• I’m sure there’s some more to it, but Cole Beasley playing a month on a broken fibula is pretty bananas. And another example of “these guys aren’t like the rest of us.”

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• While we’re there, Ravens assistant head coach David Culley is getting a second interview in Houston, and his name is an interesting one—he and, on the GM side, Scott Cohen, landed on the Texans search list before Nick Caserio was hired. I’m told that Korn Ferry, the firm that was running the Houston search before Caserio came aboard, got solid recommendations on both from Ravens coach John Harbaugh, and they included specifics on why Culley is widely seen internally to be suited to be a head coach. The one knock here would be age. Culley turned 65 in September. On the flip side, he does have extensive experience working with quarterbacks, and was Allen’s position coach during the Bills star’s rookie year.

• Dan Campbell’s staff is coming together in Detroit—and landing Aaron Glenn (who’s on a head-coaching fast track) and Anthony Lynn (who’d met with Urban Meyer about a job in Jacksonville) has given him a heck of a starting point. Duce Staley coming on puts another ex-player into the fray, and further clarifies the identity of the group. And yet, I think you might see a surprise or two, still, and that’s because of where Campbell went when I asked him about his staff the other night. “You’re making a ton of phone calls about guys, in reference to guys, trying to do your due diligence,” Campbell said. “I’ve said all along, I said it on my interview, I don’t want to hire guys just because they’re my friends. Now, if I happen to find a guy who I know is a dang good coach, and he’s a friend, I’ll do it. But I’m not kidding when I say we’re looking everywhere. I’m using Chris Spielman as a resource, and we are looking everywhere. I’m looking in Canadian football, I’m looking in college football, we’re still looking in the league, I know of a high school coach right now that I’m thinking of, how do I get him on this staff. You know why? Because he’s a dang good coach. He just needs to grow and learn, that’s all. So that’s what I’m in the process of. All the great coaches, and all the great people I have a ton of respect for in this business, have all said the same thing, it’s the same message, there’s a lot of things that come out, but here’s the one constant that they all say: Do not rush your staff, do not rush hiring your staff, do not do it because this is the most important decision I’ll make. And we’re not.” I will say that the idea of a high school coach coming in did pique my interest. We’ll see if it materializes.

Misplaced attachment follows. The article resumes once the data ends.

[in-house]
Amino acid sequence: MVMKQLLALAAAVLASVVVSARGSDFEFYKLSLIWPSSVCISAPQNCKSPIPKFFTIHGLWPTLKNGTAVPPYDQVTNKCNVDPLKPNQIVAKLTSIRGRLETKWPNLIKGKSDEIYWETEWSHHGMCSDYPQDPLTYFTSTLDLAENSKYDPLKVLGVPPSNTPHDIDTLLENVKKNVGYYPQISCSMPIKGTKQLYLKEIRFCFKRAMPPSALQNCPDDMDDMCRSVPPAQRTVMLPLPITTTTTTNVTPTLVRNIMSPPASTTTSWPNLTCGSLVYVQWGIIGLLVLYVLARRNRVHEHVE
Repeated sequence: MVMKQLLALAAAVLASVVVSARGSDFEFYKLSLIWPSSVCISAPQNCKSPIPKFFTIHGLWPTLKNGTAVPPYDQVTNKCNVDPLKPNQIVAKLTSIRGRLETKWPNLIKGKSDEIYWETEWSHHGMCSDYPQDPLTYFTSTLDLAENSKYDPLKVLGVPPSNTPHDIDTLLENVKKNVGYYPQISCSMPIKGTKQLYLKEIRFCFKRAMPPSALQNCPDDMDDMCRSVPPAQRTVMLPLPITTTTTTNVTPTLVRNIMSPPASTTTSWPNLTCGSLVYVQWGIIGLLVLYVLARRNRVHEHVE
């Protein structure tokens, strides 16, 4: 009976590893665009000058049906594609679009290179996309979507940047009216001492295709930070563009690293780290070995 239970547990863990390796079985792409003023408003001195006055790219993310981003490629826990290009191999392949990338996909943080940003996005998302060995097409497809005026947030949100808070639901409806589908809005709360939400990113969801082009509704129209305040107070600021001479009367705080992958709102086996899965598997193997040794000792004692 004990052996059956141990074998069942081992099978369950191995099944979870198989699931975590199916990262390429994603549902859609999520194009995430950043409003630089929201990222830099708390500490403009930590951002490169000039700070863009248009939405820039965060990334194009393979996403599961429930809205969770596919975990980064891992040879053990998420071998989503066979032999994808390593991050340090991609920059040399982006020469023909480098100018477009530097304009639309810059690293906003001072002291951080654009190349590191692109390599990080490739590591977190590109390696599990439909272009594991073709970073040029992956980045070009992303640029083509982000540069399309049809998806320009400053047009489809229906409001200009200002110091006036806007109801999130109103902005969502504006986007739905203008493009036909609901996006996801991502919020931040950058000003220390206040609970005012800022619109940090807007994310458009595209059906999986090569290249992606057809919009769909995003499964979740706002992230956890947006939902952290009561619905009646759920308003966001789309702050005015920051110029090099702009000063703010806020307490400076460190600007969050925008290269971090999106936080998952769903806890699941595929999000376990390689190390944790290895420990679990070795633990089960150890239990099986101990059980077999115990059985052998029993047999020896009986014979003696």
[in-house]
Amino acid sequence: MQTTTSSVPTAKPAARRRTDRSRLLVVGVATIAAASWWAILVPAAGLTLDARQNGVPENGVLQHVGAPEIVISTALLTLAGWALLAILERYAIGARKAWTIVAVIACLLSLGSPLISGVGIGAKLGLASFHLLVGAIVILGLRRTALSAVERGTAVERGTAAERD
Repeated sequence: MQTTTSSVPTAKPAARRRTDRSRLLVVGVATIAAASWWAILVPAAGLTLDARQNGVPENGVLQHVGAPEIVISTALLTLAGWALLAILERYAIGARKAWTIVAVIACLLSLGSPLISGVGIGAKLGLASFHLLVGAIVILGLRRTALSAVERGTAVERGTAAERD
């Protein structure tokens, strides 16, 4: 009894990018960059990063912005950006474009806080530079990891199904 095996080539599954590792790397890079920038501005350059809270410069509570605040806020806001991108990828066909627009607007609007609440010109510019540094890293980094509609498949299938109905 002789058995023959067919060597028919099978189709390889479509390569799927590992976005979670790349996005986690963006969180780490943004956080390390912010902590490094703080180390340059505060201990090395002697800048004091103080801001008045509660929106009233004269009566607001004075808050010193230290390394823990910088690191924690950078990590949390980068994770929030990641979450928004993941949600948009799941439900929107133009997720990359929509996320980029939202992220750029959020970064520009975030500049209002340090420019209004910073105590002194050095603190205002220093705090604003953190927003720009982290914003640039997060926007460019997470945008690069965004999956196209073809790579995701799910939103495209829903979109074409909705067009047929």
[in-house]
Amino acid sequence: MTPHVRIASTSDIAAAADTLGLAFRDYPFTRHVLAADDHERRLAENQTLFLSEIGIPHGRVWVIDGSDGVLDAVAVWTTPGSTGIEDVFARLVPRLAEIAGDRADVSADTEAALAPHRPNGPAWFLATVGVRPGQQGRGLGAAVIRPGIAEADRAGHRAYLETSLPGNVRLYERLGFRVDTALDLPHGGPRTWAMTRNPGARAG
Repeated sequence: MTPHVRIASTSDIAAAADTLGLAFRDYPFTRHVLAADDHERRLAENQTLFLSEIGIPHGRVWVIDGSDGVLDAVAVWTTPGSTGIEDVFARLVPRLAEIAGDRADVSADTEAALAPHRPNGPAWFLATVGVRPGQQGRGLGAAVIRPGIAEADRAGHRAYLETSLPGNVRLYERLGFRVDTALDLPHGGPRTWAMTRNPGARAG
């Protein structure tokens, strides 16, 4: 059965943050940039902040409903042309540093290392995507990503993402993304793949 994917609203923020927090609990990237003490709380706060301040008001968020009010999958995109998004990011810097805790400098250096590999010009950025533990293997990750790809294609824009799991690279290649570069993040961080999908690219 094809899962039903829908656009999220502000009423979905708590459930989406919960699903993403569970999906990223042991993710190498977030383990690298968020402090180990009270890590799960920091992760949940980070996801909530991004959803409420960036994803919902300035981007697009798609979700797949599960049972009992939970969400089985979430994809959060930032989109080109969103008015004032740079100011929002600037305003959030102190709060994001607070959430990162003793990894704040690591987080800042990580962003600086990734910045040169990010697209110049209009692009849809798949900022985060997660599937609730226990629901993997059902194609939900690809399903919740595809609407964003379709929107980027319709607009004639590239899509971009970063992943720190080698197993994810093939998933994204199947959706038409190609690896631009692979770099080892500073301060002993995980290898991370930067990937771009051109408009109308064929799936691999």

• With Matt Canada officially promoted to offensive coordinator in Pittsburgh, it’ll be interesting to see if the Steelers try and get Pep Hamilton or Hue Jackson aboard as quarterbacks coach. I think the job is more attractive that it might look on the surface, because it gives you both the chance to put a productive year from an established veteran (Ben Roethlisberger) on your résumé, and a shot to show your chops as a developer of talent, working with reclamation project Dwayne Haskins.

• The return of controlling owner Woody Johnson from the U.K. and to the Jets has been anticipated for a while now. In fact, it’s a significant reason why GM Joe Douglas was given a six-year deal back in the early summer of 2019—the team needed to show a commitment, and give Douglas some assurance that course wouldn’t be reversed on him when Woody returned from his ambassadorship. It’ll be interesting to see how Woody’s different, if he is at all, after his four years away.

• The Eric Fisher injury should not be ignored. It opens the possibility that the Chiefs will be down their top two tackles against Tampa, since Andy Reid said Monday that Mitch Schwartz is unlikely to be ready for the Super Bowl. And we saw how that sort of scenario played out for the Packers’ offense on Sunday. Sans David Bakhtiari, Green Bay was terrorized by Shaq Barrett, Jason Pierre-Paul and Ndamukong Suh at Lambeau.